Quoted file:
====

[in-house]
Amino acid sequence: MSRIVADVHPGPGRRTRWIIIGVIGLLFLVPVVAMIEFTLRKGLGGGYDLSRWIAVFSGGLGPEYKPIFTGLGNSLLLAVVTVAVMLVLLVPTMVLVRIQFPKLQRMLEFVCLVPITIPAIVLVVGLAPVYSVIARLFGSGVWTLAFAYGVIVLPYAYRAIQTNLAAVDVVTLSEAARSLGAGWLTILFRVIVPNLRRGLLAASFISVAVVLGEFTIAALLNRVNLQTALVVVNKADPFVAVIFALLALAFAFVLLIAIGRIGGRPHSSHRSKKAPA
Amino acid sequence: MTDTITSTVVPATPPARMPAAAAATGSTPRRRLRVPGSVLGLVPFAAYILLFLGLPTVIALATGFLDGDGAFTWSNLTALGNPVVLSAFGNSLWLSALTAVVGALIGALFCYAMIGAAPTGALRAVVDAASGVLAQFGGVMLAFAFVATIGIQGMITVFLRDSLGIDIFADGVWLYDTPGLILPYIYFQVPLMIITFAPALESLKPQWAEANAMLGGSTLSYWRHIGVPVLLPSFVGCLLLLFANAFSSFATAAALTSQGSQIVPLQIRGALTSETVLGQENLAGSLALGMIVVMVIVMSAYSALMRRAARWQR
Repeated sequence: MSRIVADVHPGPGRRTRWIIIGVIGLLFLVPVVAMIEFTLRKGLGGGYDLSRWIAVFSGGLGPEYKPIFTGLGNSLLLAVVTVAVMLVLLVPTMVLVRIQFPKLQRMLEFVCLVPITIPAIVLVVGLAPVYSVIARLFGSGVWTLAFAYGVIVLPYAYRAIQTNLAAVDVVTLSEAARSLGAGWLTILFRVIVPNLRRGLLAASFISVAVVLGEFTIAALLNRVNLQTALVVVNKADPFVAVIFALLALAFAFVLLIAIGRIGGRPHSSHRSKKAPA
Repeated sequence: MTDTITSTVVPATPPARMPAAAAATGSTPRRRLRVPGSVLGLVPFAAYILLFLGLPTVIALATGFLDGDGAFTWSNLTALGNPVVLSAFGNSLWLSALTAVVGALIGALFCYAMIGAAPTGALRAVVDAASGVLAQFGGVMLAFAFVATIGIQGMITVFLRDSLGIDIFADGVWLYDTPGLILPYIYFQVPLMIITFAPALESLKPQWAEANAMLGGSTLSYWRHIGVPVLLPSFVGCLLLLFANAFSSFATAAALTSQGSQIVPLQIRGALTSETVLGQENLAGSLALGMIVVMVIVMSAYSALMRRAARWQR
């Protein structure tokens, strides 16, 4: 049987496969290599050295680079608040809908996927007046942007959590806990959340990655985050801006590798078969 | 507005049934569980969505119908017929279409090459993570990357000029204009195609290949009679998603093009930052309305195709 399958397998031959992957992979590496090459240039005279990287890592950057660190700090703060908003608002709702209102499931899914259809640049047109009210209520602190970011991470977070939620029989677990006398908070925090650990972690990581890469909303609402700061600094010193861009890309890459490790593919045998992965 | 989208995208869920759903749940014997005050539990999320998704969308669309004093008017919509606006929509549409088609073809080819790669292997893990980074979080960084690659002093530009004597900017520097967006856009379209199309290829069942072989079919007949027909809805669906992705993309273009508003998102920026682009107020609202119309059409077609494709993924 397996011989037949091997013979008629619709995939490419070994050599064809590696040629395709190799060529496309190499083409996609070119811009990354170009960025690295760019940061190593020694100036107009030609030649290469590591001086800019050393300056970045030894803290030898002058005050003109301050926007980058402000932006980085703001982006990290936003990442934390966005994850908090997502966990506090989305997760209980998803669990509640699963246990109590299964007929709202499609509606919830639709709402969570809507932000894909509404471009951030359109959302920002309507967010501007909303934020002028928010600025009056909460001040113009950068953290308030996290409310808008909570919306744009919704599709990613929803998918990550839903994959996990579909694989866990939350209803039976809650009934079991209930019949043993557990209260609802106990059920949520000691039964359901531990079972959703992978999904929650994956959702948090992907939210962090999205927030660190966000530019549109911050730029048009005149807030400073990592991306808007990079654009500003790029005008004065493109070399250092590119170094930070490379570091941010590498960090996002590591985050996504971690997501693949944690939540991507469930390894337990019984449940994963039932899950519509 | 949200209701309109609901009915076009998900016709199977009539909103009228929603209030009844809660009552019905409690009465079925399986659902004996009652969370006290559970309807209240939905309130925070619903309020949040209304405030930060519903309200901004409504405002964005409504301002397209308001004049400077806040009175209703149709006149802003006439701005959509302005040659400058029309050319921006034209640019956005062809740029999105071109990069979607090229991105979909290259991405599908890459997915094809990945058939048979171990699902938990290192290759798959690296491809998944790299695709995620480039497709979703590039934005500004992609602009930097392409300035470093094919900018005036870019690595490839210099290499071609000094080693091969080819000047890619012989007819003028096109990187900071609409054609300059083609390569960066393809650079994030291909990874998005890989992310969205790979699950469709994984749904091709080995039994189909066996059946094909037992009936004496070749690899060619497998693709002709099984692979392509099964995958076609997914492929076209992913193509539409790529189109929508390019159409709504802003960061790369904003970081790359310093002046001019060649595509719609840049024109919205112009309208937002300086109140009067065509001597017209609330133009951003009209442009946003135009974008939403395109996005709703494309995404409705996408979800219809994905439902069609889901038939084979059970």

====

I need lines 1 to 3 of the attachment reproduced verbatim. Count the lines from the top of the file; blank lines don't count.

[in-house]
Amino acid sequence: MSRIVADVHPGPGRRTRWIIIGVIGLLFLVPVVAMIEFTLRKGLGGGYDLSRWIAVFSGGLGPEYKPIFTGLGNSLLLAVVTVAVMLVLLVPTMVLVRIQFPKLQRMLEFVCLVPITIPAIVLVVGLAPVYSVIARLFGSGVWTLAFAYGVIVLPYAYRAIQTNLAAVDVVTLSEAARSLGAGWLTILFRVIVPNLRRGLLAASFISVAVVLGEFTIAALLNRVNLQTALVVVNKADPFVAVIFALLALAFAFVLLIAIGRIGGRPHSSHRSKKAPA
Amino acid sequence: MTDTITSTVVPATPPARMPAAAAATGSTPRRRLRVPGSVLGLVPFAAYILLFLGLPTVIALATGFLDGDGAFTWSNLTALGNPVVLSAFGNSLWLSALTAVVGALIGALFCYAMIGAAPTGALRAVVDAASGVLAQFGGVMLAFAFVATIGIQGMITVFLRDSLGIDIFADGVWLYDTPGLILPYIYFQVPLMIITFAPALESLKPQWAEANAMLGGSTLSYWRHIGVPVLLPSFVGCLLLLFANAFSSFATAAALTSQGSQIVPLQIRGALTSETVLGQENLAGSLALGMIVVMVIVMSAYSALMRRAARWQR